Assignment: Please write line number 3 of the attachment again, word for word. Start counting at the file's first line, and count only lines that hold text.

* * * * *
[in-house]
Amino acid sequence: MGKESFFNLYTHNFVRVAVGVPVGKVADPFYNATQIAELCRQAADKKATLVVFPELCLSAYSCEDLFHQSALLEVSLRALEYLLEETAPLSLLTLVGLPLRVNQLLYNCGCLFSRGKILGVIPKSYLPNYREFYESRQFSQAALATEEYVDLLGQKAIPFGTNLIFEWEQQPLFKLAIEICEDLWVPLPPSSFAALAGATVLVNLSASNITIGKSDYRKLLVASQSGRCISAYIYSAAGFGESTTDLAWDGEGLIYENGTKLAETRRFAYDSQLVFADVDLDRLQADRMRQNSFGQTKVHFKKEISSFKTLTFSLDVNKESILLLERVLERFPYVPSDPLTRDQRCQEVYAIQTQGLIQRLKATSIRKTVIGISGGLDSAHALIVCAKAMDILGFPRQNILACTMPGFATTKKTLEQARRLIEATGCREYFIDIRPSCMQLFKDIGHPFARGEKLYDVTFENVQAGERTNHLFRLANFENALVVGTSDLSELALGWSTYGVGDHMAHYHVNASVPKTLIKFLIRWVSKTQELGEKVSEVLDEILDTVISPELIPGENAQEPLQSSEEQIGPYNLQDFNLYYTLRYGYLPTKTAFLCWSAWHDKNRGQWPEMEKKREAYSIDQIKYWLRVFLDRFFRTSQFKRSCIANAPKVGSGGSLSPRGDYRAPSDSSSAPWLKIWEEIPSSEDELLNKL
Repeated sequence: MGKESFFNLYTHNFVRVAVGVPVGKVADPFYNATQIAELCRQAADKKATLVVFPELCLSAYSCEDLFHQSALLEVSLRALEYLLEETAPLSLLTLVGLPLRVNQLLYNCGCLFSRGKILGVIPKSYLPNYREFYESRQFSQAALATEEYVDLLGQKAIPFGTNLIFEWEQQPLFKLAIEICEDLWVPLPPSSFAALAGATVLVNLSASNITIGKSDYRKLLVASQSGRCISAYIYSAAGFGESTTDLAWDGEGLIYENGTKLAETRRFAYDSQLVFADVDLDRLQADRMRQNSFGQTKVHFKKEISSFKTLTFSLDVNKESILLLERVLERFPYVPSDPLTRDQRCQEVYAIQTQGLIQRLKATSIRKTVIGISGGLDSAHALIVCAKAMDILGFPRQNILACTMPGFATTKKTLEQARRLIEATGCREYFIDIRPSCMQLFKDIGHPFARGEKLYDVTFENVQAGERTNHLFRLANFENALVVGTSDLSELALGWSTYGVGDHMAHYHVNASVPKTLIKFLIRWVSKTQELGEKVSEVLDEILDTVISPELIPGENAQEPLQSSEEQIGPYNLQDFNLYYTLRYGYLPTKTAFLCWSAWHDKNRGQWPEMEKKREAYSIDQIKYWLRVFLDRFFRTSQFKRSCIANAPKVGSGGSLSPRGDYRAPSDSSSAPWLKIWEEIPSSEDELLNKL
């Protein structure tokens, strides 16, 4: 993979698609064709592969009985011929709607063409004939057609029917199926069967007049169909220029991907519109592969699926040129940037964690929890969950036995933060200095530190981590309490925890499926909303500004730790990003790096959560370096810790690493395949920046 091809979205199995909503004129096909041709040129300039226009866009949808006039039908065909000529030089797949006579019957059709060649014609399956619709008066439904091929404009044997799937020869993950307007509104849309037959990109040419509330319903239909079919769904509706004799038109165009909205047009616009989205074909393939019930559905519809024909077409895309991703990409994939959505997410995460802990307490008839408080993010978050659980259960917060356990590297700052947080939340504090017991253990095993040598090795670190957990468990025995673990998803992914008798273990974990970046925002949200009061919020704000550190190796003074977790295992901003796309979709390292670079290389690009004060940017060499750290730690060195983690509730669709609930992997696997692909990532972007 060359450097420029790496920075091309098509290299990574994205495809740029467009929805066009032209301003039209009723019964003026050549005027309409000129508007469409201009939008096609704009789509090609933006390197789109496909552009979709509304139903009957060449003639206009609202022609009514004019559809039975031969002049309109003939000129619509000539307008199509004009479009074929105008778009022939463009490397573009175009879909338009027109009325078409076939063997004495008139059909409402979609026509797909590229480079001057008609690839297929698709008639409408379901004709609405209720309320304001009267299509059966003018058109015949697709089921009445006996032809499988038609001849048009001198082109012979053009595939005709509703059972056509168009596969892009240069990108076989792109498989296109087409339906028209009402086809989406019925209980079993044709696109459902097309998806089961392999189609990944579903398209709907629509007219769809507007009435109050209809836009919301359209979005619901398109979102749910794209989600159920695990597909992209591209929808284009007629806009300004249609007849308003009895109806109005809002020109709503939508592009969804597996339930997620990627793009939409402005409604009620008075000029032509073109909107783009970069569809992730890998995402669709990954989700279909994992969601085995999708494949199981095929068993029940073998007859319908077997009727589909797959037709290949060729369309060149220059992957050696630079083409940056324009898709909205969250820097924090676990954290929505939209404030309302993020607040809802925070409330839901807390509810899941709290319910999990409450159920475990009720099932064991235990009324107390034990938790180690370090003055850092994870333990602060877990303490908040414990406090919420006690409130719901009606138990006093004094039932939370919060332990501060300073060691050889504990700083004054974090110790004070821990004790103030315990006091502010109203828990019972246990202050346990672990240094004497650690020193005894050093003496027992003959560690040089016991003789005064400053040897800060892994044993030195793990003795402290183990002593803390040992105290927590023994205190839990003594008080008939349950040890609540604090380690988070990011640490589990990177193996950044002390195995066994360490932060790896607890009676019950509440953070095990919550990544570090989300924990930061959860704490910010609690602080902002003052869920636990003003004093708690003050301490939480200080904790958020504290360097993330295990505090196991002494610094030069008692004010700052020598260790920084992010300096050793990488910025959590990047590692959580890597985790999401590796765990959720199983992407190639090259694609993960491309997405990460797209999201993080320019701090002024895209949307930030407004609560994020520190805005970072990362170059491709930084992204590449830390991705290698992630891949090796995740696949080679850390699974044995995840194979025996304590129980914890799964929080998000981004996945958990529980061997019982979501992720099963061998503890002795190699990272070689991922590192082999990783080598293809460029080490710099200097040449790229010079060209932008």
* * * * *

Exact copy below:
Repeated sequence: MGKESFFNLYTHNFVRVAVGVPVGKVADPFYNATQIAELCRQAADKKATLVVFPELCLSAYSCEDLFHQSALLEVSLRALEYLLEETAPLSLLTLVGLPLRVNQLLYNCGCLFSRGKILGVIPKSYLPNYREFYESRQFSQAALATEEYVDLLGQKAIPFGTNLIFEWEQQPLFKLAIEICEDLWVPLPPSSFAALAGATVLVNLSASNITIGKSDYRKLLVASQSGRCISAYIYSAAGFGESTTDLAWDGEGLIYENGTKLAETRRFAYDSQLVFADVDLDRLQADRMRQNSFGQTKVHFKKEISSFKTLTFSLDVNKESILLLERVLERFPYVPSDPLTRDQRCQEVYAIQTQGLIQRLKATSIRKTVIGISGGLDSAHALIVCAKAMDILGFPRQNILACTMPGFATTKKTLEQARRLIEATGCREYFIDIRPSCMQLFKDIGHPFARGEKLYDVTFENVQAGERTNHLFRLANFENALVVGTSDLSELALGWSTYGVGDHMAHYHVNASVPKTLIKFLIRWVSKTQELGEKVSEVLDEILDTVISPELIPGENAQEPLQSSEEQIGPYNLQDFNLYYTLRYGYLPTKTAFLCWSAWHDKNRGQWPEMEKKREAYSIDQIKYWLRVFLDRFFRTSQFKRSCIANAPKVGSGGSLSPRGDYRAPSDSSSAPWLKIWEEIPSSEDELLNKL